365. Epoxy My Brain Shut

Quite unintentionally it’s been good to be me lately in my marriage. Naturally I think history simply caught up to me; the wave I’ve been ahead of has finally crashed behind me and my prophesies are seen as epochal truths. Of course, this is delusional thinking.  Put simply, my wife recently told me one Saturday morn, “I really like how you have been behaving lately. I wish you could always be like this.”

Such comments are simultaneously both a compliment and a complaint. They contain two parts. Part one is the limited compliment, specific praise for something recent. Part two is the ubiquitous complaint, the history lesson that says you usually, no make that almost always, suck. Days like these are comparable to balmy summer days in Antarctica, serving only to confuse the penguins, seals and walruses who live upside down on the underbelly of the planet. Those poor critters are so confused that they dare not venture north, where it’s warmer.

Well, like a penguin in Miami I did not know what to do with such a statement. I asked for some clarification, hoping I would not ruin this un-Cialis moment. Indisputable examples were given. I pondered further. Finally, since my brain chemistry was under discussion or debate, I leaned back against the stove and made a suggestion. “Honey, here’s what I’m gonna do. Since you like my present mood so much and we’re both pretty sure it will soon fall into a computer screen or television abyss, I am going to epoxy my brain chemistry in place right here in this sweet spot of marital bliss. I can put an epoxy-filled syringe in each ear and squeeze until my brain hardens in place. Then I will be your joy boy forevermore.”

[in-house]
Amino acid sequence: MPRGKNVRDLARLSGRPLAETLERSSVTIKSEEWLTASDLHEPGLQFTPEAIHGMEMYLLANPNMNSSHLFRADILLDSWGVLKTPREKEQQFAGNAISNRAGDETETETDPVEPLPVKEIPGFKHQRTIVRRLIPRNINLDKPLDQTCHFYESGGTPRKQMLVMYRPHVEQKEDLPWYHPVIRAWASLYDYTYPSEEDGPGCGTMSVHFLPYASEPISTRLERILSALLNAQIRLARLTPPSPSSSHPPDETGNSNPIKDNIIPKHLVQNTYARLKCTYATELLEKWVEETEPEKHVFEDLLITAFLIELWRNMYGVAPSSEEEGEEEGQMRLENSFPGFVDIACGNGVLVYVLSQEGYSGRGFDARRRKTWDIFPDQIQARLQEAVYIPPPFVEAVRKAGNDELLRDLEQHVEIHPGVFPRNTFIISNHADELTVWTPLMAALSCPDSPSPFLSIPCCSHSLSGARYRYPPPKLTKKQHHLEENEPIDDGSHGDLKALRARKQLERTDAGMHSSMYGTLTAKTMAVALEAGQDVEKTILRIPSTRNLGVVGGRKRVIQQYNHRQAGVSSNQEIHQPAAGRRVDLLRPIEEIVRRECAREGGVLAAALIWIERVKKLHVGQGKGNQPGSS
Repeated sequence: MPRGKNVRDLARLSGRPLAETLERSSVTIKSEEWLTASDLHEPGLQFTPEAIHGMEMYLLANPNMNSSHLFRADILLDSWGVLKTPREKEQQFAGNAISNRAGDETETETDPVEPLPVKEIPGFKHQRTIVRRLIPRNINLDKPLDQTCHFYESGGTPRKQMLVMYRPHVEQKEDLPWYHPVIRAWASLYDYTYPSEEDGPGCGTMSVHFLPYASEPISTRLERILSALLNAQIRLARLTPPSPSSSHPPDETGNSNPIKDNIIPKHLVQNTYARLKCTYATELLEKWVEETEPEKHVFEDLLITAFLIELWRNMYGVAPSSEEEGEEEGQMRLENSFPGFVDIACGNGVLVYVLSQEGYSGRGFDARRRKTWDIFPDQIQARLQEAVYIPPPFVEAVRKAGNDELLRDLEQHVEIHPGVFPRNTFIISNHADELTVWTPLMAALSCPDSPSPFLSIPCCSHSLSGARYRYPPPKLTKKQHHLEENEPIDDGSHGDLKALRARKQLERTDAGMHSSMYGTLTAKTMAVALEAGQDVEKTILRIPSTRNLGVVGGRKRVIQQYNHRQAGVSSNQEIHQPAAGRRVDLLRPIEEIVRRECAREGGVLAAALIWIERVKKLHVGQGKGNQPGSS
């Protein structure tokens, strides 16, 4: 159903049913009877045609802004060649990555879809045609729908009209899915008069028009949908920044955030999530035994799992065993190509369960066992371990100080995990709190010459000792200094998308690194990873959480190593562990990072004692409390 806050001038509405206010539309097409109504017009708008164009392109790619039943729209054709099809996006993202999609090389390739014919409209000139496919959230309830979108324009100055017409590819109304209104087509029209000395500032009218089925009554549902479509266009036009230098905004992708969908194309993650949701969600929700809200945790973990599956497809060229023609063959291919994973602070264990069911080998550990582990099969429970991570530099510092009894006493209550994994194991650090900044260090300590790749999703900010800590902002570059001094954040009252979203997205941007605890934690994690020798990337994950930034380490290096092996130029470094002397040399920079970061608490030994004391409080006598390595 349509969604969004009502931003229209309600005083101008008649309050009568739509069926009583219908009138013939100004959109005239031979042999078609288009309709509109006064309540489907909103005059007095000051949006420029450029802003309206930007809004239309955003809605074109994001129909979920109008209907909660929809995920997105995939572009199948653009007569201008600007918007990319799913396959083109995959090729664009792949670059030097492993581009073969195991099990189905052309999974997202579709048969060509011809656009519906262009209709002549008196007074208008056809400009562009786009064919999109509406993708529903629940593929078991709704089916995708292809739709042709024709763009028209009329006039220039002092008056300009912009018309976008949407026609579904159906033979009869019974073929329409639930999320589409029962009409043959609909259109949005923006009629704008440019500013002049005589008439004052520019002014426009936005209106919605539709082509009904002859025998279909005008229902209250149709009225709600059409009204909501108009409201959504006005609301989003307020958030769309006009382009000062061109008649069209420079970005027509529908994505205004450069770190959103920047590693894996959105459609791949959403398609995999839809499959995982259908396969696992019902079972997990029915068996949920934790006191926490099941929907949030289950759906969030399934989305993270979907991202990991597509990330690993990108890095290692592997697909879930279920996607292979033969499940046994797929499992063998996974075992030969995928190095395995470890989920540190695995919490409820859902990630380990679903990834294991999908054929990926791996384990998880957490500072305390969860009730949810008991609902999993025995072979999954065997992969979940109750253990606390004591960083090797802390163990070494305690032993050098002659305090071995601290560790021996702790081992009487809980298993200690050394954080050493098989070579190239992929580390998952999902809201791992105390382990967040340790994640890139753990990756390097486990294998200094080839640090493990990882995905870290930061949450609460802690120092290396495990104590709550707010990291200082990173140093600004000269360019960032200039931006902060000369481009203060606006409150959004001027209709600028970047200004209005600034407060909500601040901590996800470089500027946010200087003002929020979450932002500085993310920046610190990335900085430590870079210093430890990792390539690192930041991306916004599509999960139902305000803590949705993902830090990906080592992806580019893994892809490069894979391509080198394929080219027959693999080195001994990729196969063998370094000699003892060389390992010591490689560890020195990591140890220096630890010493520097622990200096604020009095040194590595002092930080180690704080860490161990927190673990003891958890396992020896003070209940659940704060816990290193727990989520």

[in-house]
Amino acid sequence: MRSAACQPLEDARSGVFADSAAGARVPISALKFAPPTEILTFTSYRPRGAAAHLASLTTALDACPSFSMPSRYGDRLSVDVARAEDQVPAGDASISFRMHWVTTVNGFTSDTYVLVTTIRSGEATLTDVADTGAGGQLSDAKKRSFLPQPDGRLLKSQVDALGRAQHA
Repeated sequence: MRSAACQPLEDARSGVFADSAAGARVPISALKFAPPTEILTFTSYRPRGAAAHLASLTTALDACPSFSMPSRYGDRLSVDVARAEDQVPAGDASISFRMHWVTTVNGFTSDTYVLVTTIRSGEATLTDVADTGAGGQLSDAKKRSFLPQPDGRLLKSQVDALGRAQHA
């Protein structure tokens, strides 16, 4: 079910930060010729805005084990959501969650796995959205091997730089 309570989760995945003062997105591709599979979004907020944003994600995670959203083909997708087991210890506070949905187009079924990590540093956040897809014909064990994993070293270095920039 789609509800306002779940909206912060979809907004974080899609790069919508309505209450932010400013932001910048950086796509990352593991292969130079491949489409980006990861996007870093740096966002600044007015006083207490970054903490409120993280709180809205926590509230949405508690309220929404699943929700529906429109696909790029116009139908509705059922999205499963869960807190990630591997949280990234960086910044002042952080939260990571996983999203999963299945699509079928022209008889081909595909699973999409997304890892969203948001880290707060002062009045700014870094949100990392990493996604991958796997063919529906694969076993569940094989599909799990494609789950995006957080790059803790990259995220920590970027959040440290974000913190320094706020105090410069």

Seasoning her egg sandwich, “Oh, I wish.”

“I’m sure. We’ve been married 36 years now, right?  known one another 41 years, or twice as long as we did not know one another. Which is hard to say. I would not want to translate that sentence into another language, say Moroccan. More coffee?”

“Yes. I don’t care about translations. I just want to understand the original so stop the obscure references. It’s nice to be close to you. I feel complete and secure.”

“Oh, I do too. So often we have stress for one reason or another that just derails us.”

“Usually, by which I mean always, it’s you. I am very stable.”

“Yes, but so is concrete.”

“Are you comparing me to a building product?”

“No! I’m, I’m just saying that you are so much more than stable, you know, sexy and smart and … like, uh, stable is just where you start, baby. Just the foundation of the Honey Pot Nation.”